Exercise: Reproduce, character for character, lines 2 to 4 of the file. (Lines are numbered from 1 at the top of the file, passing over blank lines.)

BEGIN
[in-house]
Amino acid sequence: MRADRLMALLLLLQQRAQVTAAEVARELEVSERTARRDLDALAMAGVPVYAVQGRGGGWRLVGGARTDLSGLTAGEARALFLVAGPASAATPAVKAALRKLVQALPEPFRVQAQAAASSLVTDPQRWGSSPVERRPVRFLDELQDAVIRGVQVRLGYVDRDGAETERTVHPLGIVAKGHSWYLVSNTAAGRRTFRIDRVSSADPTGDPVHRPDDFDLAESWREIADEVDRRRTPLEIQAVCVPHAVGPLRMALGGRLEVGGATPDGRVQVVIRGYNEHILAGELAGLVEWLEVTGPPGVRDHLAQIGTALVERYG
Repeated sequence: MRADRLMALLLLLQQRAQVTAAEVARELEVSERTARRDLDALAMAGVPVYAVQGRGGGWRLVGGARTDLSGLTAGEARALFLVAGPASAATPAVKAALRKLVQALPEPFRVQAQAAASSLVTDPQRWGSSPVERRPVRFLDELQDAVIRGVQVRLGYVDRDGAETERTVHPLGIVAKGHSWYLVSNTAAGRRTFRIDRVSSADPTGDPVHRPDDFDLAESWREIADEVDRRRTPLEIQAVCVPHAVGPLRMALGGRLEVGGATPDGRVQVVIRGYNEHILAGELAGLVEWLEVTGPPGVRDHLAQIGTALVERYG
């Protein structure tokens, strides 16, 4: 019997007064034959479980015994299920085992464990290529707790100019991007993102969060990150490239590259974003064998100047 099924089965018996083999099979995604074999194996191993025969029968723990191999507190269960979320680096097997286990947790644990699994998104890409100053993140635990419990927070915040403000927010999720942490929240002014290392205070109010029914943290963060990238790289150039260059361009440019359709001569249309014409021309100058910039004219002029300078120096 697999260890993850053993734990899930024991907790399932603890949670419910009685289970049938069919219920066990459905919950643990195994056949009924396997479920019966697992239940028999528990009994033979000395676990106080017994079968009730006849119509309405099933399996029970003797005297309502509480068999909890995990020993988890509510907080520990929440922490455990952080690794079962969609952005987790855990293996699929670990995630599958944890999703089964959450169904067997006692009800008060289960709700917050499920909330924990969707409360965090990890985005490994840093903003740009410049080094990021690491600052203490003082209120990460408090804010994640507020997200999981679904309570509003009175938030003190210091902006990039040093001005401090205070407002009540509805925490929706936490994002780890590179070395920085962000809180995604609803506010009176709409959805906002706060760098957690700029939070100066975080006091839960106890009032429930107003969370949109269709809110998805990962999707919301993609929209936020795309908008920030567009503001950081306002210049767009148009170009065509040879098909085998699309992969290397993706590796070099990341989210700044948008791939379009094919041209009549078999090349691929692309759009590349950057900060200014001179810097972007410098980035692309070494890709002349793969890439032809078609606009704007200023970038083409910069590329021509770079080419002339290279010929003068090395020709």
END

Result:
Amino acid sequence: MRADRLMALLLLLQQRAQVTAAEVARELEVSERTARRDLDALAMAGVPVYAVQGRGGGWRLVGGARTDLSGLTAGEARALFLVAGPASAATPAVKAALRKLVQALPEPFRVQAQAAASSLVTDPQRWGSSPVERRPVRFLDELQDAVIRGVQVRLGYVDRDGAETERTVHPLGIVAKGHSWYLVSNTAAGRRTFRIDRVSSADPTGDPVHRPDDFDLAESWREIADEVDRRRTPLEIQAVCVPHAVGPLRMALGGRLEVGGATPDGRVQVVIRGYNEHILAGELAGLVEWLEVTGPPGVRDHLAQIGTALVERYG
Repeated sequence: MRADRLMALLLLLQQRAQVTAAEVARELEVSERTARRDLDALAMAGVPVYAVQGRGGGWRLVGGARTDLSGLTAGEARALFLVAGPASAATPAVKAALRKLVQALPEPFRVQAQAAASSLVTDPQRWGSSPVERRPVRFLDELQDAVIRGVQVRLGYVDRDGAETERTVHPLGIVAKGHSWYLVSNTAAGRRTFRIDRVSSADPTGDPVHRPDDFDLAESWREIADEVDRRRTPLEIQAVCVPHAVGPLRMALGGRLEVGGATPDGRVQVVIRGYNEHILAGELAGLVEWLEVTGPPGVRDHLAQIGTALVERYG
């Protein structure tokens, strides 16, 4: 019997007064034959479980015994299920085992464990290529707790100019991007993102969060990150490239590259974003064998100047 099924089965018996083999099979995604074999194996191993025969029968723990191999507190269960979320680096097997286990947790644990699994998104890409100053993140635990419990927070915040403000927010999720942490929240002014290392205070109010029914943290963060990238790289150039260059361009440019359709001569249309014409021309100058910039004219002029300078120096 697999260890993850053993734990899930024991907790399932603890949670419910009685289970049938069919219920066990459905919950643990195994056949009924396997479920019966697992239940028999528990009994033979000395676990106080017994079968009730006849119509309405099933399996029970003797005297309502509480068999909890995990020993988890509510907080520990929440922490455990952080690794079962969609952005987790855990293996699929670990995630599958944890999703089964959450169904067997006692009800008060289960709700917050499920909330924990969707409360965090990890985005490994840093903003740009410049080094990021690491600052203490003082209120990460408090804010994640507020997200999981679904309570509003009175938030003190210091902006990039040093001005401090205070407002009540509805925490929706936490994002780890590179070395920085962000809180995604609803506010009176709409959805906002706060760098957690700029939070100066975080006091839960106890009032429930107003969370949109269709809110998805990962999707919301993609929209936020795309908008920030567009503001950081306002210049767009148009170009065509040879098909085998699309992969290397993706590796070099990341989210700044948008791939379009094919041209009549078999090349691929692309759009590349950057900060200014001179810097972007410098980035692309070494890709002349793969890439032809078609606009704007200023970038083409910069590329021509770079080419002339290279010929003068090395020709």